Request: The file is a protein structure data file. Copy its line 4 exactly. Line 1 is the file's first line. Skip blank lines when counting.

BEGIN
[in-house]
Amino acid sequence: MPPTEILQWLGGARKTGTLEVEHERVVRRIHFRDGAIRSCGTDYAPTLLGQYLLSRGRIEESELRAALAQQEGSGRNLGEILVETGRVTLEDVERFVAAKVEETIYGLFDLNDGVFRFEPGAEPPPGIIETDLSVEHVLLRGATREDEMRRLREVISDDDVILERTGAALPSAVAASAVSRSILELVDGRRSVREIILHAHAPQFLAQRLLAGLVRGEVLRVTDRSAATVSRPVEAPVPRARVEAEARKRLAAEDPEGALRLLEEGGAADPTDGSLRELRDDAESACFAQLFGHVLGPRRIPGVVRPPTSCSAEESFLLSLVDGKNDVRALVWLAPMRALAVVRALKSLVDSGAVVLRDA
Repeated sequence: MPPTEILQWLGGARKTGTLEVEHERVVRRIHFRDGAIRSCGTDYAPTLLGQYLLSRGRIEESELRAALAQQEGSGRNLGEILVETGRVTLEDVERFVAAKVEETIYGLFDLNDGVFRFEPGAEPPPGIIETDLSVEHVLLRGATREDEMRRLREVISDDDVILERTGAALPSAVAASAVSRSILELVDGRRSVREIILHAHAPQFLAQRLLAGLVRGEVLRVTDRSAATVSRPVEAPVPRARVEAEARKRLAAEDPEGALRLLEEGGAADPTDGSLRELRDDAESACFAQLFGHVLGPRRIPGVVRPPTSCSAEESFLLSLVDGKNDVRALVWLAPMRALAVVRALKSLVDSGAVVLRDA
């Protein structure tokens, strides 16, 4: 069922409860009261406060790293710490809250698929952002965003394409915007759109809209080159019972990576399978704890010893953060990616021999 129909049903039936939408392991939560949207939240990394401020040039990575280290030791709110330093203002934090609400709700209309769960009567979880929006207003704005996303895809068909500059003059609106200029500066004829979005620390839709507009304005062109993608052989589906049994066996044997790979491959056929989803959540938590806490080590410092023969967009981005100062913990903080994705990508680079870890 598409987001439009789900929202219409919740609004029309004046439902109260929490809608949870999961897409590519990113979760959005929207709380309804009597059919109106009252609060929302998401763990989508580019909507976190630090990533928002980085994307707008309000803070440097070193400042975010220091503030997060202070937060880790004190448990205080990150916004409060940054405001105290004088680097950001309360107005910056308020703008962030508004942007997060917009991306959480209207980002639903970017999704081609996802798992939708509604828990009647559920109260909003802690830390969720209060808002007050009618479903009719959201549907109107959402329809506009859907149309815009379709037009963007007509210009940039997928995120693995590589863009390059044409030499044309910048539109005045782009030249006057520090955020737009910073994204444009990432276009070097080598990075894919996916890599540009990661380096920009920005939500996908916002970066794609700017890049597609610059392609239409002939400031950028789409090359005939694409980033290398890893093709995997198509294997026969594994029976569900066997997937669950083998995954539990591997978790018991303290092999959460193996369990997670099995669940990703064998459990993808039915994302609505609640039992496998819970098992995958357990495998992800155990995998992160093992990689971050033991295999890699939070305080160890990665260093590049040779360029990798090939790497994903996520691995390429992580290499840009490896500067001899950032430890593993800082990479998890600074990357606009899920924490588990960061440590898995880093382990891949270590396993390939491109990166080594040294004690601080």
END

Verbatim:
């Protein structure tokens, strides 16, 4: 069922409860009261406060790293710490809250698929952002965003394409915007759109809209080159019972990576399978704890010893953060990616021999 129909049903039936939408392991939560949207939240990394401020040039990575280290030791709110330093203002934090609400709700209309769960009567979880929006207003704005996303895809068909500059003059609106200029500066004829979005620390839709507009304005062109993608052989589906049994066996044997790979491959056929989803959540938590806490080590410092023969967009981005100062913990903080994705990508680079870890 598409987001439009789900929202219409919740609004029309004046439902109260929490809608949870999961897409590519990113979760959005929207709380309804009597059919109106009252609060929302998401763990989508580019909507976190630090990533928002980085994307707008309000803070440097070193400042975010220091503030997060202070937060880790004190448990205080990150916004409060940054405001105290004088680097950001309360107005910056308020703008962030508004942007997060917009991306959480209207980002639903970017999704081609996802798992939708509604828990009647559920109260909003802690830390969720209060808002007050009618479903009719959201549907109107959402329809506009859907149309815009379709037009963007007509210009940039997928995120693995590589863009390059044409030499044309910048539109005045782009030249006057520090955020737009910073994204444009990432276009070097080598990075894919996916890599540009990661380096920009920005939500996908916002970066794609700017890049597609610059392609239409002939400031950028789409090359005939694409980033290398890893093709995997198509294997026969594994029976569900066997997937669950083998995954539990591997978790018991303290092999959460193996369990997670099995669940990703064998459990993808039915994302609505609640039992496998819970098992995958357990495998992800155990995998992160093992990689971050033991295999890699939070305080160890990665260093590049040779360029990798090939790497994903996520691995390429992580290499840009490896500067001899950032430890593993800082990479998890600074990357606009899920924490588990960061440590898995880093382990891949270590396993390939491109990166080594040294004690601080």